Is it the lovely dresses? We can all wear as many lovely dresses as we want, they’re not the sole preserve of princesses. It’s a free world. Is it something to do with money & wealth. Again that’s something anyone can achieve if that’s what they really want. Much better to aspire to be a business tycoon or an entrepreneur if money is the goal. Then at least the money you earn will be your own. Is it something to do with beauty? Surely we all know by now that beauty is in the eye of the beholder. Anyway a good hairdresser and the right make up can make anyone look as good as a princess.

Maybe it’s a notion about having all of these things without having to put too much effort into getting them. Having it all just by being entitled to it. But I suspect that if any of us could see what life is really like beyond the palace walls we might feel differently. Every family milestone meticulously documented by the media, little freedom of expression and minimum privacy are just some of the downsides for a modern day prince or princess.

I also think it’s universally acknowledged by now that the fairytale story of a princess waiting to be rescued by her prince is one that belongs in another time. It’s been turned on it’s head in popular culture over and over again. My personal favourite has to be “Shrek”. This animated tale mirrors real life perfectly where, at times, we’re all the rescuer and the rescue-ee depending on circumstances.  One could certainly argue that in this modern Windsor romance it is Harry that has been ‘rescued’ by Meghan and not the other way around.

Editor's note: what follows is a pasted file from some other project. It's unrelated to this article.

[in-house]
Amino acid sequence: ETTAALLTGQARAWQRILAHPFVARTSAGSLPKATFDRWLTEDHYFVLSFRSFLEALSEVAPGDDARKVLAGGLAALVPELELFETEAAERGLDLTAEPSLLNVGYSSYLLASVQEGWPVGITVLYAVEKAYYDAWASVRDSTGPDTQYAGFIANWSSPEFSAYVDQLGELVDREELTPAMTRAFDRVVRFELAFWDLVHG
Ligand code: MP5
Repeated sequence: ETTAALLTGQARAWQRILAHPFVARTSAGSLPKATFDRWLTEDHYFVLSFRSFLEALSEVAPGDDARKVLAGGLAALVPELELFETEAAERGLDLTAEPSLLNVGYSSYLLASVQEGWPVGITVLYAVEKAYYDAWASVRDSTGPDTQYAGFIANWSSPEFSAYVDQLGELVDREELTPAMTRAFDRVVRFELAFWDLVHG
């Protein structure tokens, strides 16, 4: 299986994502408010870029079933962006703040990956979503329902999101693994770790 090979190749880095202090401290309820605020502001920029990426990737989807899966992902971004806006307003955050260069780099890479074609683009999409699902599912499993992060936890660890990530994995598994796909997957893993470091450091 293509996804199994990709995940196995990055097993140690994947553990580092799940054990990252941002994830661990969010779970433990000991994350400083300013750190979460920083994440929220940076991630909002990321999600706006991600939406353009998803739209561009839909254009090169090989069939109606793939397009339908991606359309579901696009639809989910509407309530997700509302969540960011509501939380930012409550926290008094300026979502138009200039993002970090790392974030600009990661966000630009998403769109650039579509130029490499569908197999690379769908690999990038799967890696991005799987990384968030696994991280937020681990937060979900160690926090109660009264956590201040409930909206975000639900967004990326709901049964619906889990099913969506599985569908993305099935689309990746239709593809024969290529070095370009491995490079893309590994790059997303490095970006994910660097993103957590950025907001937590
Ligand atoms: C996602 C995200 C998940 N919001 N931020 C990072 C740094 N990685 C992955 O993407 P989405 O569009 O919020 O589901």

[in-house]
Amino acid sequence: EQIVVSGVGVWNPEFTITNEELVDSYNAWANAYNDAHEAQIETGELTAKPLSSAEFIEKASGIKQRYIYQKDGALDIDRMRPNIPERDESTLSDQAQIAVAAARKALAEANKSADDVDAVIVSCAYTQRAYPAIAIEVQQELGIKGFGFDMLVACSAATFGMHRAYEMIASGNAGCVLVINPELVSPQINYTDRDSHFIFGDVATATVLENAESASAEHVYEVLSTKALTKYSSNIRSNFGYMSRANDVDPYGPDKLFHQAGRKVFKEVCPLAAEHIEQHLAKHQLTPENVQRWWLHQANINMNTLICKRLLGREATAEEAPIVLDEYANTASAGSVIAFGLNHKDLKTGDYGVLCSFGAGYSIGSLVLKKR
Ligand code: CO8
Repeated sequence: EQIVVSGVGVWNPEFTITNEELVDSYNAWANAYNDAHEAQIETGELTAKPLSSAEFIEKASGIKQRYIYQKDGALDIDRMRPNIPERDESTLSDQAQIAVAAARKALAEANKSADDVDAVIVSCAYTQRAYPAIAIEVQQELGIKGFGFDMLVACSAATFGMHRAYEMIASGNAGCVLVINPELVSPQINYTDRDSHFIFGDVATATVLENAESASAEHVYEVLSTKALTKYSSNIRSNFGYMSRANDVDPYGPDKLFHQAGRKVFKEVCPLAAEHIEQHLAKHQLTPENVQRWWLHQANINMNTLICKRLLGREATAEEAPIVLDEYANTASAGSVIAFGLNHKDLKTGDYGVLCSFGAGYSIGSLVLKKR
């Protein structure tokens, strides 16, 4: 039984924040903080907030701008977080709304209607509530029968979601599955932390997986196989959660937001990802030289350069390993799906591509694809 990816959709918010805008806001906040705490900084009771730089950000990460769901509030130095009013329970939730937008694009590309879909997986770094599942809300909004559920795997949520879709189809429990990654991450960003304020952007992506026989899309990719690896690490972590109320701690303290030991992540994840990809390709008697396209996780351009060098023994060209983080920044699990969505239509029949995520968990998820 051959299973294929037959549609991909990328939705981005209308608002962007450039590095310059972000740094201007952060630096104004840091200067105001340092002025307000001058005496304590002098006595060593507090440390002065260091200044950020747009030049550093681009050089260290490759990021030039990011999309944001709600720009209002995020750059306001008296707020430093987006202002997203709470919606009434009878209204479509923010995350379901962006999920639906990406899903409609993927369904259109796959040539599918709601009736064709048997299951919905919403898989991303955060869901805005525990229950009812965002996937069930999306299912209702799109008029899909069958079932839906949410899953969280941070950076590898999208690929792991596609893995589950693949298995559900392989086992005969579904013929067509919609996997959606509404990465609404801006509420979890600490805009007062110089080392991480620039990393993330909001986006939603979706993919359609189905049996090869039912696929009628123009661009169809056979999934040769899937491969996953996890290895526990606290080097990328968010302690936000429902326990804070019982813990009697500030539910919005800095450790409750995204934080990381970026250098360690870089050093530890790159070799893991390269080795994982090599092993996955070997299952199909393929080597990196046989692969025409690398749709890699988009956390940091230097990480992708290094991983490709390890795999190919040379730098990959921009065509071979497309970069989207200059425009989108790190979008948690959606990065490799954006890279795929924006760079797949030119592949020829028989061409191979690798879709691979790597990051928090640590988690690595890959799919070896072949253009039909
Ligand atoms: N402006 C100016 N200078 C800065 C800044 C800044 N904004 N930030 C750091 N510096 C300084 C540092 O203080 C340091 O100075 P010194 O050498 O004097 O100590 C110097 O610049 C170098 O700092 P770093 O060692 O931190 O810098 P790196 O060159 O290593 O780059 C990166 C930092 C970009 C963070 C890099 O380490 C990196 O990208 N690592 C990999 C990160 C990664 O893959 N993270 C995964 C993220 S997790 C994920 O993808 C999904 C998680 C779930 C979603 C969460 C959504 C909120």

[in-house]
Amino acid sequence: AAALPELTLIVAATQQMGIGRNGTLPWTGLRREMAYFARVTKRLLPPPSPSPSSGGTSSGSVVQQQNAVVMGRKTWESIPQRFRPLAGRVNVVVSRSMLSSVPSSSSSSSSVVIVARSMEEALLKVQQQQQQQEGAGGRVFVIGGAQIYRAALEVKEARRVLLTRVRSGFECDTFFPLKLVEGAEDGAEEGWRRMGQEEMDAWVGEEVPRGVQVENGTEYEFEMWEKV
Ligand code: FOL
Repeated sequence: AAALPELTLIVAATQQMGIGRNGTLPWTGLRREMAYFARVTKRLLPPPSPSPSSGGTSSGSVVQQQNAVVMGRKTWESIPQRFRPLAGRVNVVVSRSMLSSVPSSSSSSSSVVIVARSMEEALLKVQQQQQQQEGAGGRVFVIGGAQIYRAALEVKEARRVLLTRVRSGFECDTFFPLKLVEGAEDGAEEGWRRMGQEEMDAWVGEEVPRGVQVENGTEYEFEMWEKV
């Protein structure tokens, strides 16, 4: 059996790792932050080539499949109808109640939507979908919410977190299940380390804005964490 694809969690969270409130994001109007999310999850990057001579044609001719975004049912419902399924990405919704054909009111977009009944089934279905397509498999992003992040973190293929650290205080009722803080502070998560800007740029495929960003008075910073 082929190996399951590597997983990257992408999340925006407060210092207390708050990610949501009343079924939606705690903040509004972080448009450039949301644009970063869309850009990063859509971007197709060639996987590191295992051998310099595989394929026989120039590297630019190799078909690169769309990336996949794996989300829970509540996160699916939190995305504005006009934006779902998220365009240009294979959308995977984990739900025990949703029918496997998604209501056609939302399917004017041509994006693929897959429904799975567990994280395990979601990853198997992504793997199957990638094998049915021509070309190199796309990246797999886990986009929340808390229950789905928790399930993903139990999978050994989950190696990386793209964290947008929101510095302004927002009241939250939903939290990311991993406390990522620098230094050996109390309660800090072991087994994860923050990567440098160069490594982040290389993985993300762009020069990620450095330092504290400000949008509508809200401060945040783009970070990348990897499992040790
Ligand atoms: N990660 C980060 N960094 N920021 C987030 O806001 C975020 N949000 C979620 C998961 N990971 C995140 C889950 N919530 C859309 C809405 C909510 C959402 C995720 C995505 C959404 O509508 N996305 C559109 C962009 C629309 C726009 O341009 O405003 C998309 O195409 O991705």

It’s worth noting that Meghan Markle is not a princess. She has given up a highly successful career and a considerable amount of her freedom to take on her new role as the Duchess of Sussex. It would be difficult for any parent to see that as a desirable life choice for their daughter. Of course she wants to be with the person she loves but I suspect she also feels she’s going to be able to make some significant changes in the world in her new position. She already has a history of involvement in various charities including ‘World Vision’ and ‘One Young World’.

So someone who makes sacrifices for the greater good and wants to make a real difference in the world? Forget princesses, these are the kind of real life qualities that can provide inspiration for young women everywhere. Anyway, as Meghan herself knows, it’s a wonderful and exciting world out there for girls with plenty to look forward to beyond tiaras and fancy dresses. And for her and Harry I suspect the best is yet to come!

Izzy Gizmo by Pip Jones & Sara Ogilvie

BR-IG.1A little girl with a toolbag who invents useful gadgets and sometimes loses her temper. Not the usual kind of female character that populates children’s books. But then Izzy Gizmo isn’t the usual kind of book. Pip Jones’s story practically fizzes off the page with energy and exuberance. Matched perfectly by Sara Ogilvie’s vibrant illustrations.